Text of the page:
- I try to keep my space uncluttered so that I can think clearly, and I enjoy the process of laying out my materials. Then I enjoy the smell and taste and heat of the coffee as I sip it and review lesson plans for the classes. (Remember: continue pulling your thoughts back to what’s presently in front of you.)
Lots of deep breathing!
- I try to listen intently to the student, focusing my awareness on the current material and student in front of me.
- If feelings of overwhelm arise, acknowledge, and accept them, but don’t react to them. Breathe deeply and lean into them, and use them ask guides to help you figure out where you can improve later on. For example, if you’re stressed during a lesson because you don’t know how to teach a specific topic, take some time before your next class to look over the material and Google facts you’re unsure of, or ask for advice in the comments!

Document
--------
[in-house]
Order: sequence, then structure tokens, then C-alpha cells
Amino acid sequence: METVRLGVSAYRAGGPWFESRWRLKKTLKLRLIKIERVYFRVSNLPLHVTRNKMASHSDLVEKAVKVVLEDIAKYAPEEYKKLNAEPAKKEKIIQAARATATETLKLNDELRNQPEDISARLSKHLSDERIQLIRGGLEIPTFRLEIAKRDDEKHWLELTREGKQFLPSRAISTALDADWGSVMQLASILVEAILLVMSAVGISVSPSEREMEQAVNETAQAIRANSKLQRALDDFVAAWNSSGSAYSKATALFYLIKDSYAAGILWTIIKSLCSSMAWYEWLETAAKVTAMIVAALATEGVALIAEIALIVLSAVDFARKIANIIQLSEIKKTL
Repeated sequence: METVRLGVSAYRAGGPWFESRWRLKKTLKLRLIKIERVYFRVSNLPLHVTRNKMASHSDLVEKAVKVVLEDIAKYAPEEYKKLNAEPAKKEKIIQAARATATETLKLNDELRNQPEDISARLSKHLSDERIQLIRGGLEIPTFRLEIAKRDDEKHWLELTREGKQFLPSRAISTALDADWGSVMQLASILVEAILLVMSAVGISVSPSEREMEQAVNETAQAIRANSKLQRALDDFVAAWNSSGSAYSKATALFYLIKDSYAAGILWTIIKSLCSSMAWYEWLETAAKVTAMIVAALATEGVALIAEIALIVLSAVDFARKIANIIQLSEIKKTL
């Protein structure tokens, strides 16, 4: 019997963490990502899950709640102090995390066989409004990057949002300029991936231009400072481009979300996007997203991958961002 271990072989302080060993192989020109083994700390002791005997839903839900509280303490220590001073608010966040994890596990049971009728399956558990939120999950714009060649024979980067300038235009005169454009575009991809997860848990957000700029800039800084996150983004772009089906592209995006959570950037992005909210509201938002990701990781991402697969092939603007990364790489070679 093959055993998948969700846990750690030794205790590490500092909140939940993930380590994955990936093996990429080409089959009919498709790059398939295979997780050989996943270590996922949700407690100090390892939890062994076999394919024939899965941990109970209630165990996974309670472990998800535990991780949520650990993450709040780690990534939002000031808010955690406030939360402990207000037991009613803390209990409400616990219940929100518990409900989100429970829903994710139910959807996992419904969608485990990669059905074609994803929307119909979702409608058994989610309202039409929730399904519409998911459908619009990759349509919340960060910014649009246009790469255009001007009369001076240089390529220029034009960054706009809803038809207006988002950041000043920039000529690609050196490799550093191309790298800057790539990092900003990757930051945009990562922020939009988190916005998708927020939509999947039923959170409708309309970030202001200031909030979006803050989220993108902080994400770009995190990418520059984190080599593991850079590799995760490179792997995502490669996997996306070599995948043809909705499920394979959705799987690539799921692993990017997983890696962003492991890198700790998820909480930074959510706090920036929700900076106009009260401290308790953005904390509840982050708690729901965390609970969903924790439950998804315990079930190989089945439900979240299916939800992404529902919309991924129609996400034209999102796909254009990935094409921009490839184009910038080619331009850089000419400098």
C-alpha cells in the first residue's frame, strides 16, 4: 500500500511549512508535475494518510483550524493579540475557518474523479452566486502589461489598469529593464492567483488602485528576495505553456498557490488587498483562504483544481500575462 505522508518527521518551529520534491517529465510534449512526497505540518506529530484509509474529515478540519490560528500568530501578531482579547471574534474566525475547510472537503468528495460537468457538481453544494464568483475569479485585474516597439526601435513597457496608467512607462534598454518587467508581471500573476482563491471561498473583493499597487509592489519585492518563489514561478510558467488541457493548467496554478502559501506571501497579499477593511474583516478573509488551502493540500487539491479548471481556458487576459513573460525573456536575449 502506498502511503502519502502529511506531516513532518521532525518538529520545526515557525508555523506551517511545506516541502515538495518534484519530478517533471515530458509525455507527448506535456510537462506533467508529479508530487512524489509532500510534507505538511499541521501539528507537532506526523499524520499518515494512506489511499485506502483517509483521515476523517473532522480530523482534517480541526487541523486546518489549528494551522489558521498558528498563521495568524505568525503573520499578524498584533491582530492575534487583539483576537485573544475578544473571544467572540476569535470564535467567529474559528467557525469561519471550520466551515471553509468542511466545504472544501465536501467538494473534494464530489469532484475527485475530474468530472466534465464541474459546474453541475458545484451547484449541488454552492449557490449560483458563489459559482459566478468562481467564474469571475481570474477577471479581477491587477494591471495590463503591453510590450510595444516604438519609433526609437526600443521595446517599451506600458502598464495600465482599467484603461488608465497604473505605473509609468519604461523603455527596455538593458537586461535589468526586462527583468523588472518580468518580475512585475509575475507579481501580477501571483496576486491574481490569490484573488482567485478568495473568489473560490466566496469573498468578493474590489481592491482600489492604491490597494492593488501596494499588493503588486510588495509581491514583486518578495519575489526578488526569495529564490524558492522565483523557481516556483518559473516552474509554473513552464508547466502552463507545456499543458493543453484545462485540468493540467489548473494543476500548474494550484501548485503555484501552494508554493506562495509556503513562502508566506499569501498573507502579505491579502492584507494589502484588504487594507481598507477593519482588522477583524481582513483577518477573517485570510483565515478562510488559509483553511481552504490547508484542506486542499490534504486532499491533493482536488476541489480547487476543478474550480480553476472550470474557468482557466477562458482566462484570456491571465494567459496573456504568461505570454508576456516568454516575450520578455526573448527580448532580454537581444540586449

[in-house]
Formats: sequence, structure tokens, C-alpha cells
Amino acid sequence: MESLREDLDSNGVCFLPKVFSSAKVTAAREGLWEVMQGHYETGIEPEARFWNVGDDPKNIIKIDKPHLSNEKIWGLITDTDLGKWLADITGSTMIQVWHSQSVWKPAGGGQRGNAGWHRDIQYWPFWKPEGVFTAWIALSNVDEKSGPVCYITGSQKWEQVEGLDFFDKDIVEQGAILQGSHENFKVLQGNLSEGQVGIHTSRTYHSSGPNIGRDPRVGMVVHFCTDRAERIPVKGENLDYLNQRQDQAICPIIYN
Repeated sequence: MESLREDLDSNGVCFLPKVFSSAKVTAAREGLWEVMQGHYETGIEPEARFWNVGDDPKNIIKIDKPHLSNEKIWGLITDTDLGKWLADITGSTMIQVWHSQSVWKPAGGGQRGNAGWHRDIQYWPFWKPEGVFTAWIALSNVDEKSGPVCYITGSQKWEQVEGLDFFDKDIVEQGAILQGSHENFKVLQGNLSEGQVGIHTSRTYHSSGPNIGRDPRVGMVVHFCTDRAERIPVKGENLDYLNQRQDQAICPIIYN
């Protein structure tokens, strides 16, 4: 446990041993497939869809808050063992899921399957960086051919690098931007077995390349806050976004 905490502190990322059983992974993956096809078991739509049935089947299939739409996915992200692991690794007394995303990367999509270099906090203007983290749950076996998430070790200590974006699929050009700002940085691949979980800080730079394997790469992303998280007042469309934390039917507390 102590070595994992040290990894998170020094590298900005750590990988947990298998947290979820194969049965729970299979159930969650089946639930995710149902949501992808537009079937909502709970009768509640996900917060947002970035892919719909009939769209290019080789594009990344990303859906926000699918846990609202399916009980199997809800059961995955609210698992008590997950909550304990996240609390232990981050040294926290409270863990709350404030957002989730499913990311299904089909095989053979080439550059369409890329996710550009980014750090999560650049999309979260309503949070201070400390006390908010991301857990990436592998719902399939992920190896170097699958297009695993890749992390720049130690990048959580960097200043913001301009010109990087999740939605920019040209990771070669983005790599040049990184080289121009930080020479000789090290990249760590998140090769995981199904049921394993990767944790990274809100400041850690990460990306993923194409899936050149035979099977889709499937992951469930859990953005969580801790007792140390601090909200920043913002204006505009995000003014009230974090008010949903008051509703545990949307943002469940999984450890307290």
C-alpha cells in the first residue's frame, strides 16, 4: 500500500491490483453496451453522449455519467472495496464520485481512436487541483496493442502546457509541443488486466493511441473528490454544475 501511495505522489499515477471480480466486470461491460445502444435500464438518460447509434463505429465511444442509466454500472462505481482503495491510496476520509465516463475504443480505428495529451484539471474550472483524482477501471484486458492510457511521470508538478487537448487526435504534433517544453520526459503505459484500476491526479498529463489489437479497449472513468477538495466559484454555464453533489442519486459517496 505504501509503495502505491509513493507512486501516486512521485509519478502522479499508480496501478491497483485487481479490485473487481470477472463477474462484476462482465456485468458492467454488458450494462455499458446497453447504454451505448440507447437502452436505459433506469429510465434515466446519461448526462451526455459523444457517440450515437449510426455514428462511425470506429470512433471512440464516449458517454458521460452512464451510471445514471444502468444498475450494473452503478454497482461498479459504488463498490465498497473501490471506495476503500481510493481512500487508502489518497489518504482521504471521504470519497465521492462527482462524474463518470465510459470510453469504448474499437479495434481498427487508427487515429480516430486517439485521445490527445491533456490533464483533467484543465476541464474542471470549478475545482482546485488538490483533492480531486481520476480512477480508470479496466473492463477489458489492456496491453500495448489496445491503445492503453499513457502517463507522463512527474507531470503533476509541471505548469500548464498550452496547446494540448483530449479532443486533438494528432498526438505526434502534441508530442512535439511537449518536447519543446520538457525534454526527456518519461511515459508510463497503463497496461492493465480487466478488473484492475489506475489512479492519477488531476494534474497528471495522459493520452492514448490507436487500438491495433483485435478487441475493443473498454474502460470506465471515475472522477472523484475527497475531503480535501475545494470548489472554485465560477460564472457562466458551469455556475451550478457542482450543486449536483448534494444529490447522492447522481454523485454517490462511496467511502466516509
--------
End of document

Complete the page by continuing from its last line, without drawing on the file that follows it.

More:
- Between classes, more deep breaths, focusing on the sensations of each one, and acknowledge if your mind wanders with a word like “thinking” or “wandering”. Stretch a bit, and reset the space for next class.
In Spain, I had a small apartment, so all items had to be returned to their storage spots and desks and chairs put back into place.
- Breathe deeply (notice a pattern?), and focus on the process of resetting your space.
- If you receive a bad review, use your feelings of frustration as a guide: you likely feel this way because you care!
Don’t take it personally, as there are different reasons why this may have occurred (lost in translation, they were having a bad day, out of spite for your honest and accurate assessment), but try to learn from it.
Can you speak slower and clearer, can you present the material better visually? Sometimes you’ll still receive less than perfect feedback, but you can’t please everyone!
Remember to Enjoy the Process